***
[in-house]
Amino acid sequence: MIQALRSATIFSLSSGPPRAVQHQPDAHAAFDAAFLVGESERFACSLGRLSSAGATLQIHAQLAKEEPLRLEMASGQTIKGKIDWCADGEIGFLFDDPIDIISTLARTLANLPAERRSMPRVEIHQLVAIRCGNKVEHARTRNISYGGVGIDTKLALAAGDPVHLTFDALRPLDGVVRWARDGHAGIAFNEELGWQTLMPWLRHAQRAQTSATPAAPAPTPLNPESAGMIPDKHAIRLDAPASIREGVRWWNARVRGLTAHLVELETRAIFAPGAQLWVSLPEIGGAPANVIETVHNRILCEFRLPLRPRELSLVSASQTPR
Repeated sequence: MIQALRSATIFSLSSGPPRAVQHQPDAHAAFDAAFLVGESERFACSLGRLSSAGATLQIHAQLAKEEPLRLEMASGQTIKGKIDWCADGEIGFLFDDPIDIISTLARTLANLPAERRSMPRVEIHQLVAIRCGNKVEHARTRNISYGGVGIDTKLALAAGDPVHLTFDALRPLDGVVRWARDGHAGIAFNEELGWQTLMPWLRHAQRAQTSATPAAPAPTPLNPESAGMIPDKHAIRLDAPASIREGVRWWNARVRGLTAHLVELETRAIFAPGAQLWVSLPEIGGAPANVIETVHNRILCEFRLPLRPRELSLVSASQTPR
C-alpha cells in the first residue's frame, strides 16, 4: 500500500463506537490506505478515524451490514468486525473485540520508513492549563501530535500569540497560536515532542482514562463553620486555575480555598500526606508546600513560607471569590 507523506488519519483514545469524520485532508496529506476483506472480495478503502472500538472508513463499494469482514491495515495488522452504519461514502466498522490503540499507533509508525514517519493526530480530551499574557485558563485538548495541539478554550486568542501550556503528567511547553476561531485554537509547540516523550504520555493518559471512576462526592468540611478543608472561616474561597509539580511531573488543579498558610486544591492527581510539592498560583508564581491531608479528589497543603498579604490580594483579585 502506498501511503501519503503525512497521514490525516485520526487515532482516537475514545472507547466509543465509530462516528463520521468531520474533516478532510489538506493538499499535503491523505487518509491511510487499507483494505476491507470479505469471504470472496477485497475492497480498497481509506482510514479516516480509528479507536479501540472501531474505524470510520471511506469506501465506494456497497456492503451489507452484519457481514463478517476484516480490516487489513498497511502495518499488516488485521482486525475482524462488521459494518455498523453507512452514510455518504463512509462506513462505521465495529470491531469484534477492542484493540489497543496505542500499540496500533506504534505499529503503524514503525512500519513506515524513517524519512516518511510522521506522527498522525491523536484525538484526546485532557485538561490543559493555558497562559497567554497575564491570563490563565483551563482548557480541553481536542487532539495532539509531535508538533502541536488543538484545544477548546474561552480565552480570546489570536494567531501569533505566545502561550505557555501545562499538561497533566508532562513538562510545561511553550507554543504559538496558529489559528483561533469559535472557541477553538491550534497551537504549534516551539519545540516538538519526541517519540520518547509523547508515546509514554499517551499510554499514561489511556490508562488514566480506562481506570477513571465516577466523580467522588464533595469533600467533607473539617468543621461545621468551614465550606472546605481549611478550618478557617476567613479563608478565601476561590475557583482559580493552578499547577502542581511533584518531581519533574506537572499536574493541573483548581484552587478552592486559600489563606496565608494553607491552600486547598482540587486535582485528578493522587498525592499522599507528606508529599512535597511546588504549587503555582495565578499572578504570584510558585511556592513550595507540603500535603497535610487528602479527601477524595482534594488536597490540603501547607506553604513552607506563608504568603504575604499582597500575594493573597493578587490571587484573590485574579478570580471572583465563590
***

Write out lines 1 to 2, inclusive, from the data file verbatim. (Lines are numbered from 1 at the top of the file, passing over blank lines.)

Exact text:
[in-house]
Amino acid sequence: MIQALRSATIFSLSSGPPRAVQHQPDAHAAFDAAFLVGESERFACSLGRLSSAGATLQIHAQLAKEEPLRLEMASGQTIKGKIDWCADGEIGFLFDDPIDIISTLARTLANLPAERRSMPRVEIHQLVAIRCGNKVEHARTRNISYGGVGIDTKLALAAGDPVHLTFDALRPLDGVVRWARDGHAGIAFNEELGWQTLMPWLRHAQRAQTSATPAAPAPTPLNPESAGMIPDKHAIRLDAPASIREGVRWWNARVRGLTAHLVELETRAIFAPGAQLWVSLPEIGGAPANVIETVHNRILCEFRLPLRPRELSLVSASQTPR